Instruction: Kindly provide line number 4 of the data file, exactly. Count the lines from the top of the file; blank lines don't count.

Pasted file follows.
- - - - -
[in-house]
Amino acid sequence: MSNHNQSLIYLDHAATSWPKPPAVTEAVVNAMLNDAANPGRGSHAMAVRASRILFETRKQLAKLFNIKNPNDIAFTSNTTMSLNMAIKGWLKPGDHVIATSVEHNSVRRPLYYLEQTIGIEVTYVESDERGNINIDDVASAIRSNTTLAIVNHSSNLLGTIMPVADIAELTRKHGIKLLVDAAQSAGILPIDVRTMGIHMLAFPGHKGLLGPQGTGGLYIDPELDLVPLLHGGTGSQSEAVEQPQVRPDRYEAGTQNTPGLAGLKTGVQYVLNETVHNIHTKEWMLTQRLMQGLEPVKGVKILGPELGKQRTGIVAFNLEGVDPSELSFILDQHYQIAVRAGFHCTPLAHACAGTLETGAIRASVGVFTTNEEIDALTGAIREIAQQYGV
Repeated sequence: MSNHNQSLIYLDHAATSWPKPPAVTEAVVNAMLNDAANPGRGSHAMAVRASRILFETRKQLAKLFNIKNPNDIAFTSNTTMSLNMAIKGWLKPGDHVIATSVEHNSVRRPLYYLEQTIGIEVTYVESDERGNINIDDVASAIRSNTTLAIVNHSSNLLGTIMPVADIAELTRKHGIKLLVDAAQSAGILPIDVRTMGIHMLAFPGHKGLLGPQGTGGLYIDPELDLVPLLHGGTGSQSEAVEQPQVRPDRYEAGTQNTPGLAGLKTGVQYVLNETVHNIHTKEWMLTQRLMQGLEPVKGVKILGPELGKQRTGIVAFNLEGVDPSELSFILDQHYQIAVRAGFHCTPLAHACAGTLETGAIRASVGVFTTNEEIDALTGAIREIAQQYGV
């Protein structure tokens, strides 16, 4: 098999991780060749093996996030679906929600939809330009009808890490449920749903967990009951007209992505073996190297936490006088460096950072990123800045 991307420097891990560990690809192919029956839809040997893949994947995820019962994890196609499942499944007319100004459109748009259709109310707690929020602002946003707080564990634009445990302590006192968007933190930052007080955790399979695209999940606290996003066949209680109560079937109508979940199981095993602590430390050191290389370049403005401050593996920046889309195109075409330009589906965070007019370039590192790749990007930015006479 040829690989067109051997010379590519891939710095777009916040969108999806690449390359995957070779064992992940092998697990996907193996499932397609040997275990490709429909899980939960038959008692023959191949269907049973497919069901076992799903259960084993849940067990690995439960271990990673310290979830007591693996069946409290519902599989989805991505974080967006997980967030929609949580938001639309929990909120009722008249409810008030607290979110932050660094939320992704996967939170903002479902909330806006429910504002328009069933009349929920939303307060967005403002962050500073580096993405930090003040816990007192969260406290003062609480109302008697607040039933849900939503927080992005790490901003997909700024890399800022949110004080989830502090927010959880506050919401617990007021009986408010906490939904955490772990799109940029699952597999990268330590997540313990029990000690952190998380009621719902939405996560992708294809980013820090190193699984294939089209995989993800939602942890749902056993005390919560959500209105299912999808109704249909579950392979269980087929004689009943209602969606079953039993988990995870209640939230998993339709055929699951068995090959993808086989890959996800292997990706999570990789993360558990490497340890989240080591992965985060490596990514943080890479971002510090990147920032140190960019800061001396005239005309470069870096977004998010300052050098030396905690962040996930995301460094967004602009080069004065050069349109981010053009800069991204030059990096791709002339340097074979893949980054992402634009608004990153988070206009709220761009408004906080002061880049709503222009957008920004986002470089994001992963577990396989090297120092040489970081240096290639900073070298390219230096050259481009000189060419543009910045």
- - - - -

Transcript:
């Protein structure tokens, strides 16, 4: 098999991780060749093996996030679906929600939809330009009808890490449920749903967990009951007209992505073996190297936490006088460096950072990123800045 991307420097891990560990690809192919029956839809040997893949994947995820019962994890196609499942499944007319100004459109748009259709109310707690929020602002946003707080564990634009445990302590006192968007933190930052007080955790399979695209999940606290996003066949209680109560079937109508979940199981095993602590430390050191290389370049403005401050593996920046889309195109075409330009589906965070007019370039590192790749990007930015006479 040829690989067109051997010379590519891939710095777009916040969108999806690449390359995957070779064992992940092998697990996907193996499932397609040997275990490709429909899980939960038959008692023959191949269907049973497919069901076992799903259960084993849940067990690995439960271990990673310290979830007591693996069946409290519902599989989805991505974080967006997980967030929609949580938001639309929990909120009722008249409810008030607290979110932050660094939320992704996967939170903002479902909330806006429910504002328009069933009349929920939303307060967005403002962050500073580096993405930090003040816990007192969260406290003062609480109302008697607040039933849900939503927080992005790490901003997909700024890399800022949110004080989830502090927010959880506050919401617990007021009986408010906490939904955490772990799109940029699952597999990268330590997540313990029990000690952190998380009621719902939405996560992708294809980013820090190193699984294939089209995989993800939602942890749902056993005390919560959500209105299912999808109704249909579950392979269980087929004689009943209602969606079953039993988990995870209640939230998993339709055929699951068995090959993808086989890959996800292997990706999570990789993360558990490497340890989240080591992965985060490596990514943080890479971002510090990147920032140190960019800061001396005239005309470069870096977004998010300052050098030396905690962040996930995301460094967004602009080069004065050069349109981010053009800069991204030059990096791709002339340097074979893949980054992402634009608004990153988070206009709220761009408004906080002061880049709503222009957008920004986002470089994001992963577990396989090297120092040489970081240096290639900073070298390219230096050259481009000189060419543009910045």